Within the Villuercas-Ibores-Jara Global Geopark of the UNESCO, La Jara has preserved over time its traditional architecture which has an unmistakeable personality. Even today it is still possible to find good examples of a genuine conception of architecture, halfway between that of Castile and that of Extremadura and with the influence of León.

The villages of La Jara are distributed among the provinces of Toledo, Ciudad Real, and Cáceres. From Cáceres province are Carrascalejo, Garvín, Navatrasierra, Peraleda de San Román, Valdelacasa de Tajo, and Villar del Pedroso. They make up the so-called Jara Cácereña and are located in the northeast corner of the Villuercas-Ibores-Jara Global Geopark of the UNESCO. Their unusual situation, with age-old connections with the province of Toledo and the town of Talavera de la Reina, has shaped a territory which irrespective of its administrative limits has a personality of its own. And one of the ways a people most clearly reflects its identity is through its architecture.

The popular architecture of the Jara Cácereña can be divided into two types: that unconnected to population centres and the opposite. In the first case we find rural constructions in the countryside as elements of a society which depended on agriculture and stockbreeding. Examples include pigsties, shepherds’ huts, and dry stone walls; these constructions are found over the whole of the south-west of the Iberian Peninsula and represent the most primitive and elementary building models.

In these huts and pigsties the false dome was frequently used as one of the most archaic yet functional solutions. They were built with materials to hand and not normally by specialists. With the same structure as stone walls albeit circular in shape we find sheep pens (for protecting flocks from the wolf during the night) and much less frequently ‘beehive shelters’. The latter are curious constructions designed to keep hives safe from bears, which until a few centuries ago inhabited the most mountainous areas.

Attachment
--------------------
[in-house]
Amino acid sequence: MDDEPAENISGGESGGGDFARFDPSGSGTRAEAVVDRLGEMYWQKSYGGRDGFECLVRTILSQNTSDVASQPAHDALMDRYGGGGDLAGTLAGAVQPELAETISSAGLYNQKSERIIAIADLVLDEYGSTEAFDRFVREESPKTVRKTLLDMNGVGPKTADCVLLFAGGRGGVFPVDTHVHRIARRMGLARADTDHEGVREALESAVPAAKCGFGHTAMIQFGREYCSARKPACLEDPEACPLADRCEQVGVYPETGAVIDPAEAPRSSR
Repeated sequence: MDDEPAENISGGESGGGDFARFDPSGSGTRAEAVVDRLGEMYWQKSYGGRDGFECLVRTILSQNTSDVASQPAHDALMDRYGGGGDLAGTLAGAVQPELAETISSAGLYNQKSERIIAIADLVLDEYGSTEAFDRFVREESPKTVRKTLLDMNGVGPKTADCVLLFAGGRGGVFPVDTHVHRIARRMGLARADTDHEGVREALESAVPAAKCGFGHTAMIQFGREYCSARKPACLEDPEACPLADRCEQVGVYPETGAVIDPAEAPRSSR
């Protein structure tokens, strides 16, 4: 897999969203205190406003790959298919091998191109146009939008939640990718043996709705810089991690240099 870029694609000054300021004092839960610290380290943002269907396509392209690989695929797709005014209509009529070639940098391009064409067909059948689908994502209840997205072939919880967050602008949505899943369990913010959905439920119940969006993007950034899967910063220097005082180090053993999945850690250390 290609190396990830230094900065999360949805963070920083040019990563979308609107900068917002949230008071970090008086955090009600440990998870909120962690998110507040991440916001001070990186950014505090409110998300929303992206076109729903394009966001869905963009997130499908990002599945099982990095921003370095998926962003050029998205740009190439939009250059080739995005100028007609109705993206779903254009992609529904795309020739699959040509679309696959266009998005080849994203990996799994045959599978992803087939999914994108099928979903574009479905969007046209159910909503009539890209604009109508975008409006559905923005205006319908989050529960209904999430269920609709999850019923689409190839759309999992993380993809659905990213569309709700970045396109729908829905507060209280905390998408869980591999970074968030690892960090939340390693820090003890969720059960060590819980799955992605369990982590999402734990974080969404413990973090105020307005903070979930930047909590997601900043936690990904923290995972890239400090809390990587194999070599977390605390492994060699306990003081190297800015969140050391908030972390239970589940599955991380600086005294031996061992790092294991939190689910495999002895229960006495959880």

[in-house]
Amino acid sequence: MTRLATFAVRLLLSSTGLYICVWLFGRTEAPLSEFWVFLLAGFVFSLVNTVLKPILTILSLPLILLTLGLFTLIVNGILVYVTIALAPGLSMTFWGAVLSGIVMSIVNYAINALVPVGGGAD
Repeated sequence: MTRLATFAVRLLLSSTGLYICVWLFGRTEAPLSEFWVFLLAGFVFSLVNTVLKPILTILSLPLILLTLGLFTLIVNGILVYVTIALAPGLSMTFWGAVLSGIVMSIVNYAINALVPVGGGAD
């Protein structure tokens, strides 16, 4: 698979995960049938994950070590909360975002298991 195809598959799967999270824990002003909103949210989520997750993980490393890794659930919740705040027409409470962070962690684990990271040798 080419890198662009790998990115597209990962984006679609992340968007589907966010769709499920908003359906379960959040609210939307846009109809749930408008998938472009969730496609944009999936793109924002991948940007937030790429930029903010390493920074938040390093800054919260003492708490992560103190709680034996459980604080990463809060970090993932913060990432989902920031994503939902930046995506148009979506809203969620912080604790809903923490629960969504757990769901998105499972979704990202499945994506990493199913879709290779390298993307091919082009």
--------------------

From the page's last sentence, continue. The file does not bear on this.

Halfway between huts proper and houses as such we find the so-called ‘cocinillas’ or ‘casillas’. These are modest constructions with cupboards and chimneys which made a home for those who had to spend log periods away from their village whether working on the threshing floors, in the olive groves, or on the grazing grounds. The second type of traditional architecture is that found in the villages, strong austere constructions of a functional nature with few concessions to ornamentation. To build them local materials were used, whether granite or slate, together with wooden beams and Arabic tiles.

These houses generally had one storey and less commonly two with the upper part used as an attic and larder. Normally the walls were not filled with mortar, which allowed the appreciation of the stone masonry with the exception of the plaster around the entrances. The walls were generally strengthened with stone blocks on the corners which together with the lintels of doors and windows and the threshold of the entrance were usually the only worked pieces. Many of the houses were complemented by poultry yards or granaries for storing part of the harvest, rearing domestic animals, and sheltering beasts. The passage of time, the abandonment of the countryside, and the changes in the urban appearance of the villages has converted these elements into relics of the past of great heritage value. However, even today in any of the villages of the Jara Cacereña examples of traditional architecture can be found.